New Nonprofit Leadership

Chrystal Kornegay, deputy director of Urban Edge, speaks about developing leadership within nonprofit organizations – supporting emerging leaders to support the development of leadership skills at all levels within organizations.

Chrystal Kornegay, deputy director of Urban Edge, spoke at TSNE MissionWorks’ 11th Nonprofit Workout Luncheon Plenary (November 17, 2007) about developing leadership within nonprofit organizations – supporting emerging leaders to support the development of leadership skills at all levels within organizations.

Getting the Job Done

Hello everyone. I work for Urban Edge, which is a community development corporation that focuses a lot of its efforts over the past 33 years in Jamaica Plain and Roxbury. We do affordable housing development, our own property management and, what I call, community programs. [These include], first-time home buying classes, lending to folks who are not necessarily marketable for banks and more.

The organization? We have about a $5 million budget in the combined activities, have about 80 employees, and our executive director has been with the organization 30 years, 22 of which have been as ED.

I’ve been with the organization 8 years. I started out as a project manager and gained increasing responsibility about every 2 years and [recently have] taken on a new role.

I’m responsible for the programmatic part of the organization.

I don’t think I started out with the intention of leadership. I started out wanting to do a good job, and I wanted things to happen in the organization, so I just did those [things].

And then, the more I did those, the more people expected me to do those. As I’m sure you understand in a nonprofit, don’t raise your hand with a good idea, because you then have to do it.

Providing Responsibility and Authority

So for me it isn’t just about leadership. It really wasn’t about leadership. It wasn’t really about intention.

About six months before the executive director went on sabbatical with the Barr Fellowship Program, I began to say to myself, I’ve got all this responsibility and all this expectation and I have no authority to do anything. So I’ve got to negotiate with everybody about everything to get anything done. Everybody wants change, but nobody wants them to change.

So, it was crazy, and it started to feel crazy. Then, the opportunity for the [executive director’s] sabbatical came along. And it came along fairly quickly because I believe there was a call like in February, and then we had to decide. It just happened really quickly, which is not always what happens in our organization. Especially around a thing like that, because our executive director has been there for so long. And not intentionally, but [over the years he has developed] a lot of power in the organization.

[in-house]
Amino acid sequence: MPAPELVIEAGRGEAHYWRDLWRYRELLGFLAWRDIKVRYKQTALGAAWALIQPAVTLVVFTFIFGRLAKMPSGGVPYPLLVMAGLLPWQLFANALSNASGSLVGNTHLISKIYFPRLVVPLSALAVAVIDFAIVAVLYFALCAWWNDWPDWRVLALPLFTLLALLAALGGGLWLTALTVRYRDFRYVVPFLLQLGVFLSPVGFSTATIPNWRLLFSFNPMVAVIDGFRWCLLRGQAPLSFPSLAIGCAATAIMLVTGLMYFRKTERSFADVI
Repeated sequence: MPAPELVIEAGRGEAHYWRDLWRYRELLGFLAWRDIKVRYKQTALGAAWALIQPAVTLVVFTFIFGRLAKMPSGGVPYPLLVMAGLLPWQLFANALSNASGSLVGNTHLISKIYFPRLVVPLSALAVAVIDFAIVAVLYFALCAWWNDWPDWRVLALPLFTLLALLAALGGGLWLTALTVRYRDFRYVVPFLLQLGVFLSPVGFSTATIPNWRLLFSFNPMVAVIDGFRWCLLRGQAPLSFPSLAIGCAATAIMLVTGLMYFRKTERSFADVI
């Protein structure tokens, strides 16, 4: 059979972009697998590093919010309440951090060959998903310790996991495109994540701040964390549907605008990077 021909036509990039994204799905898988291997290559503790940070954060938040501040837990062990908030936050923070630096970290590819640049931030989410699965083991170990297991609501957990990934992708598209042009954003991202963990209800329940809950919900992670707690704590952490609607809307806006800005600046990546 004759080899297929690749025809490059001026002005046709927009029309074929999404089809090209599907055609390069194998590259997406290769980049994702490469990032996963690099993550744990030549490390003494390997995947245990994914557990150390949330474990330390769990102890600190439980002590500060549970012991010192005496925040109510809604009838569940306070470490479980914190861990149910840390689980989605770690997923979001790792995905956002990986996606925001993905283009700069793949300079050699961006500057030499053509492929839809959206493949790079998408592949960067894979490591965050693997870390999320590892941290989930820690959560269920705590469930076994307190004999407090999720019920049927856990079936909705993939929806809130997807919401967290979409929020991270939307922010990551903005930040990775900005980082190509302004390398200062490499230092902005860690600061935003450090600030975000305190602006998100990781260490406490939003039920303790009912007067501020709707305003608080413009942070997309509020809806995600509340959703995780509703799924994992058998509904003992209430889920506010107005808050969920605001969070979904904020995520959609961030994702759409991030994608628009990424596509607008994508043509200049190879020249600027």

So, he asks everybody in the organization, both the key staff in and outside the organization – should there be a leadership team [created] as part of the sabbatical? Or should there be an interim executive director? And most everybody said, “There should be an interim and it should be Chrystal.” That was very powerful to me. It made life easier, because I had half the organization invested in my success.

Sharing Responsibility and Authority

It was intentional on the part of the organization to put me in a leadership role. Of course, they’ve been fighting with me about that ever since, but… but that’s okay. So part of what I had to develop was to articulate where my leadership style was. For me, my leadership style is to always be working myself out of a job. Because in a leadership job where you have the control and you have the power, it means you’ve got to be there all the time.

I don’t want to be there all the time. I want to go home. I want to see my son. I want to hang out with my friends. But, if [a staff person] can’t decide [if he or she] should go to a meeting, then I have to help [them] make that decision, and that’s not helpful to me. And at the end of the day, that’s not helpful to you. 

And so, it’s worked out in a way that’s good. And at the end of the day we now have a team of folks that can make decisions together. Over time we have to understand together what’s important to each constituency and what the long-term is, but I don’t have to make every decision.

Working for the Common Good

It’s also very challenging because I don’t necessarily have the authority. The board has the authority to make big decisions. I’ve got to [work with] a bunch of people to get things to happen that people say they want to happen, but not necessarily want to do anything about. This journey has been interesting for me, but I have to say leadership for me wasn’t necessarily intentional. It was just responding to what I saw as a void within the organization.

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